Limbaugh admitted that he wasn’t entirely sure what the agenda was but was going to “assume it would be something to do with global warming.”

Wrigley Passes on Run for Governor

North Dakota Lt. Gov. Drew Wrigley (R), “who recently admitted to an extramarital affair, announced today that he will not run for governor in 2016,” the Fargo Forum reports.

Said Wrigley: “While Kathleen and I have been heartened by the many expressions and promises of support for a 2016 campaign for governor, we have concluded that the onset of a campaign is not consistent with the current needs of our family.”

Both Parties Head Into 2016 with Big Risks

“The Republican Party heads into the 2016 White House race with a negative image and policy stances out of step with those of the broader public, while Democrats are backing a front-runner who continues to lose steam with all parts of the electorate,” a new Wall Street Journal/NBC News poll finds.

“Election Day is still more than a year away, but the latest survey illustrates the sizable hurdles confronting both parties in a campaign that already has brought continual surprises and defied predictions.”

Are Republicans Giving Up in Kentucky?

The Republican Governor’s Association has stopped running television ads for Matt Bevin (R) in Kentucky with a little more than a month to go until Election Day, the AP reports.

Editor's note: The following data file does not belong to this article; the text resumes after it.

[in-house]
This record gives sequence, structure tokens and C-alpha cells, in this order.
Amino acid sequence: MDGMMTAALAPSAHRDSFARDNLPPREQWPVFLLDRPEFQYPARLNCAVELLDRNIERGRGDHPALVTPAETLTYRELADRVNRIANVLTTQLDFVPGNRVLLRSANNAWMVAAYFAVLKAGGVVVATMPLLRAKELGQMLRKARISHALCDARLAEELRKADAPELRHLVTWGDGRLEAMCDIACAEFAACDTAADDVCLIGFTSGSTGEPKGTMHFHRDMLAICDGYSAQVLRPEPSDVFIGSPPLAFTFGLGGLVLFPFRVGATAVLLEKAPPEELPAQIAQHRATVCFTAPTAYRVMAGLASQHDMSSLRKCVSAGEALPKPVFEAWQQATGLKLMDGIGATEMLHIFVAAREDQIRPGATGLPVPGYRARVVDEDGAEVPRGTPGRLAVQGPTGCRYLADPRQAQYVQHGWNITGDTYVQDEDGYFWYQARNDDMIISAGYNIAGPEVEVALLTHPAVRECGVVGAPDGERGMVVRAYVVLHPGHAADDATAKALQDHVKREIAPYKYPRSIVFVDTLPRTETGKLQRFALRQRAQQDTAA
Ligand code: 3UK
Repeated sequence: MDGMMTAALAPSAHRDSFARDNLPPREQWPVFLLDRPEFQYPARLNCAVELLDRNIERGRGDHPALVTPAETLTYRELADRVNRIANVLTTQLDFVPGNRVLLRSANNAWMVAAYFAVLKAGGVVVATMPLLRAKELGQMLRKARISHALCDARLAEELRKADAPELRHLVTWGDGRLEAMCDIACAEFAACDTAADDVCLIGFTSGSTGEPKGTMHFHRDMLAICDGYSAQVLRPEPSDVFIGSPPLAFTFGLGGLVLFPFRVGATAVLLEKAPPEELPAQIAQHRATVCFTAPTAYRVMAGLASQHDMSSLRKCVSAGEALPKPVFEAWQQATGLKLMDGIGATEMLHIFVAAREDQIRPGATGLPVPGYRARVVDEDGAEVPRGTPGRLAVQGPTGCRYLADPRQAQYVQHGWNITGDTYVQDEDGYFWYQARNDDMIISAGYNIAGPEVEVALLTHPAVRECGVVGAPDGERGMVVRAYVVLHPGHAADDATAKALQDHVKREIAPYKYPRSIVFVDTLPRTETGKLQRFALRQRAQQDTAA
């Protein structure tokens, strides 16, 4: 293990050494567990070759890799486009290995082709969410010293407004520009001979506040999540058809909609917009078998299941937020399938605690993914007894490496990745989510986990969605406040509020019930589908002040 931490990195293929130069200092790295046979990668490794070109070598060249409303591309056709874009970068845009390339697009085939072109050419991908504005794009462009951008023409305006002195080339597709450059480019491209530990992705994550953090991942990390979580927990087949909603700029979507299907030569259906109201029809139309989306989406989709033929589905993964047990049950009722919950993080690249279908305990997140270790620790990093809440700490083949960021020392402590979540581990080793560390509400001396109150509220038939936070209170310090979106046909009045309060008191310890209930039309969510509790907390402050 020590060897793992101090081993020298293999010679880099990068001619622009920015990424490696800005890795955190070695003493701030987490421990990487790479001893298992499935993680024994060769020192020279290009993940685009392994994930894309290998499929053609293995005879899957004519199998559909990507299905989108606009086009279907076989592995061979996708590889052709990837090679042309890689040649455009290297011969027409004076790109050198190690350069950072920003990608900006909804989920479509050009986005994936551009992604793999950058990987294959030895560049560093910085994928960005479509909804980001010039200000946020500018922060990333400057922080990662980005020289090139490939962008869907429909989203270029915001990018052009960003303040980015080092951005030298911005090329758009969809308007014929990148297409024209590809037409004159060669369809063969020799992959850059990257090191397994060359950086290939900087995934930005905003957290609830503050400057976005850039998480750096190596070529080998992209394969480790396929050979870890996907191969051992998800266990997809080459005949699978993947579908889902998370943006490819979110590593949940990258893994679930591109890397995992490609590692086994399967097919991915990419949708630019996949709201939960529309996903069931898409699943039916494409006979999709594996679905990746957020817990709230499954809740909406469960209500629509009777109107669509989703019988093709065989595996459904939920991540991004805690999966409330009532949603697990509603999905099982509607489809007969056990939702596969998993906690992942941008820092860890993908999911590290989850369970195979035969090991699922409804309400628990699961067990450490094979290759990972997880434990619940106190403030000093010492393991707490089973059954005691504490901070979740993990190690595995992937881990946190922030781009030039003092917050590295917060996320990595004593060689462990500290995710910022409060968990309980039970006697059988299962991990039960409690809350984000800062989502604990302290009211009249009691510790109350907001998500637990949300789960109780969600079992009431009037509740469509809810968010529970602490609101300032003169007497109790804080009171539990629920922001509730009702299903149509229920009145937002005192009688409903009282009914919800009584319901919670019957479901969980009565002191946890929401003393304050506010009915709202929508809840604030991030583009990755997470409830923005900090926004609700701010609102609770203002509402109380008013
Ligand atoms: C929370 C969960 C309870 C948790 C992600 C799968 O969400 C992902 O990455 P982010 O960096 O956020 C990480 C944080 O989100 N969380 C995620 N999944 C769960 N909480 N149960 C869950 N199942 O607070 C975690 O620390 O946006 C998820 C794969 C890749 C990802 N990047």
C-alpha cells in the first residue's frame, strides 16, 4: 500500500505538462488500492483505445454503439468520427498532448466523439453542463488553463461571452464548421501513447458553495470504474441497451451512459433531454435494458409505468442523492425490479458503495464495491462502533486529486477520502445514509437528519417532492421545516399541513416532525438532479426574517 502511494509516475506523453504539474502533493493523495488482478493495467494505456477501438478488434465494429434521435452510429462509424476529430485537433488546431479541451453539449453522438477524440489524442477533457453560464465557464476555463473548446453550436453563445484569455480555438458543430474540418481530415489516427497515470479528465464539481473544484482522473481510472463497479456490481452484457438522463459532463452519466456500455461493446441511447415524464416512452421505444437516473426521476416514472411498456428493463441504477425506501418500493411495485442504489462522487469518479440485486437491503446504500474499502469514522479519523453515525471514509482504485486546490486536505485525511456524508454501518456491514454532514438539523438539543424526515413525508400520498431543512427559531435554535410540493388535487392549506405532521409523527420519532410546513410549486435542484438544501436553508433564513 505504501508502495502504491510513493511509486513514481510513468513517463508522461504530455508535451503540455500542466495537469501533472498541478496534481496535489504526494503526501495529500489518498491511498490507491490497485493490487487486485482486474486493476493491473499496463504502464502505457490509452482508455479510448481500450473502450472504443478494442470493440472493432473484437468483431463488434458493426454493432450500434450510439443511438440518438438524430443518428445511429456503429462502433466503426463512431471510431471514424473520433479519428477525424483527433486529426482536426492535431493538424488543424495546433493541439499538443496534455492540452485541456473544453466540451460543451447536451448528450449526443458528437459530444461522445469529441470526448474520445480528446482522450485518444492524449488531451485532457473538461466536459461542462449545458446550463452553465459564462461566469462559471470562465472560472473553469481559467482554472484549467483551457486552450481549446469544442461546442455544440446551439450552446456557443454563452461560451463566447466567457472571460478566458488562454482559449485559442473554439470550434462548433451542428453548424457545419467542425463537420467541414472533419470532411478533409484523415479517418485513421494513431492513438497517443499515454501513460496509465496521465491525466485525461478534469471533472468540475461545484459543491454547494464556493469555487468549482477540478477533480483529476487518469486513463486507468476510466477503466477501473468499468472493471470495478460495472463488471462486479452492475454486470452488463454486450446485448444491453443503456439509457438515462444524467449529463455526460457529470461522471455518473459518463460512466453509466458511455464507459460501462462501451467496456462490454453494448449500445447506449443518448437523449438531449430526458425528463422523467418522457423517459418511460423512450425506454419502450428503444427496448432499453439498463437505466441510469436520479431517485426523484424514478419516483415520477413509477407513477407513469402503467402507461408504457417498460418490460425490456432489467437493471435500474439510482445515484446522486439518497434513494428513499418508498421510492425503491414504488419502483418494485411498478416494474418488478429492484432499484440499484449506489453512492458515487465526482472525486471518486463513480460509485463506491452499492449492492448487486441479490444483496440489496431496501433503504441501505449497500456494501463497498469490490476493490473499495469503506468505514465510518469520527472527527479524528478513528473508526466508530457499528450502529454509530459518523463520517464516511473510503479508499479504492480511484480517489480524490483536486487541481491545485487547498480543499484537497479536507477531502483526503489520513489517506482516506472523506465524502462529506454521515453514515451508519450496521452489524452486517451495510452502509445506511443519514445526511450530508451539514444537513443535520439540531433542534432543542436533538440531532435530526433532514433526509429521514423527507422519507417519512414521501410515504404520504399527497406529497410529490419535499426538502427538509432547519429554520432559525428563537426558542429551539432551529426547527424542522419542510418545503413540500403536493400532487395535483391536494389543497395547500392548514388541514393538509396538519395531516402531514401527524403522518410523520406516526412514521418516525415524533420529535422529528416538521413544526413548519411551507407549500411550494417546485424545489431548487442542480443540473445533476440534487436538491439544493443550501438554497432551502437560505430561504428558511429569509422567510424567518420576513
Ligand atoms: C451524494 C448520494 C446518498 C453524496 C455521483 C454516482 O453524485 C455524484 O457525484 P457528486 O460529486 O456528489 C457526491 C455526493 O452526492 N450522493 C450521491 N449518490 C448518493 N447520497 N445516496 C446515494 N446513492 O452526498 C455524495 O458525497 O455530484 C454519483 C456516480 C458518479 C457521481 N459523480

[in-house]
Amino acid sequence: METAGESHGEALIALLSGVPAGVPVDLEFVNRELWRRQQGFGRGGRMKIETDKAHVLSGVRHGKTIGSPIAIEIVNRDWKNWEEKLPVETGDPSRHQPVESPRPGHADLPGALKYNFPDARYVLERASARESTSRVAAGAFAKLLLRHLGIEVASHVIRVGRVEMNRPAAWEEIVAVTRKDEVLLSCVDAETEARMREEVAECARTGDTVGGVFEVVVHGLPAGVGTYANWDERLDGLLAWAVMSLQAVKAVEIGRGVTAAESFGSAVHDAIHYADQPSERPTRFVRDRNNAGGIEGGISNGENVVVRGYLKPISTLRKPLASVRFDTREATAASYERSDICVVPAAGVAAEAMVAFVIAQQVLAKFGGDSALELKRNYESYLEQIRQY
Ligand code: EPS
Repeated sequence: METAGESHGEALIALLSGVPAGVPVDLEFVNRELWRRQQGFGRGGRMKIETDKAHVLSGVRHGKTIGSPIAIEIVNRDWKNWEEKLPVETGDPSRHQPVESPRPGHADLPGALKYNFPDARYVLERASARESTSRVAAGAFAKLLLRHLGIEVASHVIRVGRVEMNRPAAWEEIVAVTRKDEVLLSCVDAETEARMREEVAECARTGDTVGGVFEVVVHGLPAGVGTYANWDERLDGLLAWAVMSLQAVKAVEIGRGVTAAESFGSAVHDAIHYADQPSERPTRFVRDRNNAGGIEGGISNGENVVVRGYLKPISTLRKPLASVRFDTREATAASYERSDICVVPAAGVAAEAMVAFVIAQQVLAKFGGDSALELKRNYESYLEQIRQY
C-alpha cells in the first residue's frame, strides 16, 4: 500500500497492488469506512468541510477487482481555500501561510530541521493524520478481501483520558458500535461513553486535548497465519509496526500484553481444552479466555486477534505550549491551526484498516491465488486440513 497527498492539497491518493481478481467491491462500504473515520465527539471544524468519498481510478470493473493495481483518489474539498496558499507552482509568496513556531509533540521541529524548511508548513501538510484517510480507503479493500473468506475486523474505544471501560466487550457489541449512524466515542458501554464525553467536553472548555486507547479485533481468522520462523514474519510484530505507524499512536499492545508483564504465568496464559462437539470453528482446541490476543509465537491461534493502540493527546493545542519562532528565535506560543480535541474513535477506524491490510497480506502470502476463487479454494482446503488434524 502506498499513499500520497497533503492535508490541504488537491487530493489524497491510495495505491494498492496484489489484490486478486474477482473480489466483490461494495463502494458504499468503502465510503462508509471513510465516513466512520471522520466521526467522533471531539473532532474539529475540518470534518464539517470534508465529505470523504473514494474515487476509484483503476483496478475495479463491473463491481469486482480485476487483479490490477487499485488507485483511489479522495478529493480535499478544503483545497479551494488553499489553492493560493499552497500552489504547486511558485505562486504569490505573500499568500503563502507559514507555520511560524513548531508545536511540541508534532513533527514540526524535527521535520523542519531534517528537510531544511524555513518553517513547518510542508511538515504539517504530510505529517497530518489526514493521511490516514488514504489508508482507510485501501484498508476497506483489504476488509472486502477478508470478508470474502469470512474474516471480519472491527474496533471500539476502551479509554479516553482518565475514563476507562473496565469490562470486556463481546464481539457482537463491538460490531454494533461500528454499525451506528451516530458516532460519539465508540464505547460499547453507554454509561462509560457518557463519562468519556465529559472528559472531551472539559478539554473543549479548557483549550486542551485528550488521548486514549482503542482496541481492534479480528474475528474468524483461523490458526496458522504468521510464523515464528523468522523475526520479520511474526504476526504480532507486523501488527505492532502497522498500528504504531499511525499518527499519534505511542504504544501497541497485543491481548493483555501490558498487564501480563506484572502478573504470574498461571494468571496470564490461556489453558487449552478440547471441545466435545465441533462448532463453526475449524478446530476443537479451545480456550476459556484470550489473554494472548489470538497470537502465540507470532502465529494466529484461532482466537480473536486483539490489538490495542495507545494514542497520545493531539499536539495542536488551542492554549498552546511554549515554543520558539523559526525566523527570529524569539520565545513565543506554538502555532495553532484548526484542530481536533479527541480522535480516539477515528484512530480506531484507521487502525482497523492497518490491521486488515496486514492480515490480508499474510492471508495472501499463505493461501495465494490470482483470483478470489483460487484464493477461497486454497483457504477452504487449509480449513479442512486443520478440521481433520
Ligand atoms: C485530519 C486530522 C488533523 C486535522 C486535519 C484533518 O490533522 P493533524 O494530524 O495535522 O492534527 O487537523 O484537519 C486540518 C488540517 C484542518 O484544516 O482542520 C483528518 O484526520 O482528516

“The association has spent $3 million on six ads for Bevin, mostly attacking his Democratic opponent, Jack Conway, for supporting the policies of Democratic President Barack Obama… The move is a blow for Bevin, who has aired just one TV ad after spending more than $1 million of his own money to win a four-way Republican primary in May.”

Hastert Negotiating a Plea Deal

Former House Speaker Dennis Hastert (R-IL) “is negotiating a possible guilty plea to charges he agreed to make $3.5 million in hush-money payments to cover up wrongdoing from decades ago,” the Chicago Tribune reports.

“The plea negotiations, revealed Monday during a hearing in federal court, are the first indication that the bombshell charges brought against the Republican powerhouse might never be fully aired at trial… Though the indictment only hints at the alleged wrongdoing, federal law enforcement sources have told the Tribune that Hastert was paying to cover up sexual abuse of a Yorkville High School student years ago.”